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Federal agency mandates train crew weeks after Virginia governor vetoes bill

Railroad tracks run through the forest
Crixell Matthews
VPM News File
Railroad tracks run nearby the planned James River Branch Trail.

Though the rule is not federal law, it will apply to freight trains on U.S. railways.

Should freight trains — which can stretch up to 3 miles in length — have more than one crewmember? That was the gist behind a recent General Assembly bill that made it to Gov. Glenn Youngkin in early March. It was also one of the eight bills Youngkin vetoed just before the regular session ended.

SB 143, carried by state Sen. Jennifer Carroll Foy (D–Woodbridge), would’ve required two qualified individuals on all trains, locomotives or light engines used in connection with moving freight. (Like many pieces of legislation, an identical version was introduced in the House of Delegates.)

If passed, SB 143/HB 385 would have fined railroad companies up to $2,000 for first-time violations. For a second or third violation, fines would have climbed to $10,000.

At the time, Youngkin said while he supports improving safety within the rail industry, mandating crew sizes “is a blunt regulatory tool” that stifles railroads and unions to negotiate staffing through collective bargaining.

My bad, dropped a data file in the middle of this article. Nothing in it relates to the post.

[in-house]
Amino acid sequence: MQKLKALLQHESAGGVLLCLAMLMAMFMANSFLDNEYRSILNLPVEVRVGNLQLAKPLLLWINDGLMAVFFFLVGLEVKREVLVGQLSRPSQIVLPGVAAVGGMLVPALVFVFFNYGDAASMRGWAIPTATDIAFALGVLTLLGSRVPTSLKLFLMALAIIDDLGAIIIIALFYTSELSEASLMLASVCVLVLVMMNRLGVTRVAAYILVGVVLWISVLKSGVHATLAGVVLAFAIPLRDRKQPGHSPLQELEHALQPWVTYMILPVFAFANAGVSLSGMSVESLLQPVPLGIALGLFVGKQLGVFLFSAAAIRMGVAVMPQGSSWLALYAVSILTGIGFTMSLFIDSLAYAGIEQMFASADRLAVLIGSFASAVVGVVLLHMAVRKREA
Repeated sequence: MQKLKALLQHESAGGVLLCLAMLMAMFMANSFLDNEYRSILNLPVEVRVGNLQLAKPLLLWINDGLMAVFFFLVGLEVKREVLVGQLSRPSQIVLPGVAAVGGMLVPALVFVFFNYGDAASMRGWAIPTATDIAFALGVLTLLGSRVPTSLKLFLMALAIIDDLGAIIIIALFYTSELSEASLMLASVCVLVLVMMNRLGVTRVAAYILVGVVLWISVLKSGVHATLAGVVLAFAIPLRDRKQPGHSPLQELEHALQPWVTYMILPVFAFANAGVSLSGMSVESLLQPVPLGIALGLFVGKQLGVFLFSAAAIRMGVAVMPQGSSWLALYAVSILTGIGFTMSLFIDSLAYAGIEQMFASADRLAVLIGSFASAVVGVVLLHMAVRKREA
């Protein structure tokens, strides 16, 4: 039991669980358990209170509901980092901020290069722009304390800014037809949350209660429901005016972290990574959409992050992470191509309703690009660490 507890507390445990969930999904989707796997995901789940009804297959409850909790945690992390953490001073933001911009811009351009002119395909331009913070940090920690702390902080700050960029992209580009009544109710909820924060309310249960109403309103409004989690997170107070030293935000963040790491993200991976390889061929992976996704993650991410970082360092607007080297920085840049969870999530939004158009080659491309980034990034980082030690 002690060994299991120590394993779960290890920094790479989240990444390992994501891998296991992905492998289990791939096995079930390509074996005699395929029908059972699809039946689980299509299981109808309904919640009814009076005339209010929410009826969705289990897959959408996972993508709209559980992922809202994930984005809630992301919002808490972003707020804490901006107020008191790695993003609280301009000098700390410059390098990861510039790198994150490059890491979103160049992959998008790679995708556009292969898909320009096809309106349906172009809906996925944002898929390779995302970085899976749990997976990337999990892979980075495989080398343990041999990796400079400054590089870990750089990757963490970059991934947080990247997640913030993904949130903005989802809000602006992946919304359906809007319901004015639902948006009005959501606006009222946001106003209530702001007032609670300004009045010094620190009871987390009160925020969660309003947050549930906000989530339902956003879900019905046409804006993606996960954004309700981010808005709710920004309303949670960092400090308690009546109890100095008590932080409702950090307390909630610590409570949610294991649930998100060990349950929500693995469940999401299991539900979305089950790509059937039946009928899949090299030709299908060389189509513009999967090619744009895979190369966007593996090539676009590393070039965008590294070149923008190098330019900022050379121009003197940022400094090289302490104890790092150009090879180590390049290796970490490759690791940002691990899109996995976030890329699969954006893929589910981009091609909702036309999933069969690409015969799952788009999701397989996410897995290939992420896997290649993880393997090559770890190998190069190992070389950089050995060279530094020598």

“The proposed methods appear premature and lack the necessary nuance required for effective regulation. A comprehensive strategy is best achieved through the established framework of the federal government's ongoing rulemaking process,” Youngkin wrote in his veto statement.

But unlike many of the governor’s vetoes, the federal government has acted with a new regulation of its own — yes, most freight trains should have at least two crewmembers during operation.

The Department of Transportation released the final rule on April 2, weeks after Youngkin’s veto. At its core, it states that by mandating crew staffing levels at the federal level, the ruling will ensure both freight and passenger rail operations are consistent throughout the states.

U.S. Transportation Secretary Pete Buttigieg said the ruling on crewmember size is just common sense.

“And now there’s a federal regulation in place to ensure trains are safely staffed,” he said.

That makes sense to Mark Wallace, first national vice president of the Brotherhood of Locomotive Engineers and Trainmen: “When they announced the regulation from FRA, part of [it] was because there was a patchwork of state laws. … And in order to eliminate the difficulties of trying to either adhere to different rules based on the state regulations, they thought it was the proper thing to do.”

Prior to FHA’s announcement, 11 states, including New York, Ohio and Kansas, had passed legislation for the requirement, according to the trade publication Freight Waves.

Wallace said safety advancements in train technology over the last 20 years has also added more work for engineers.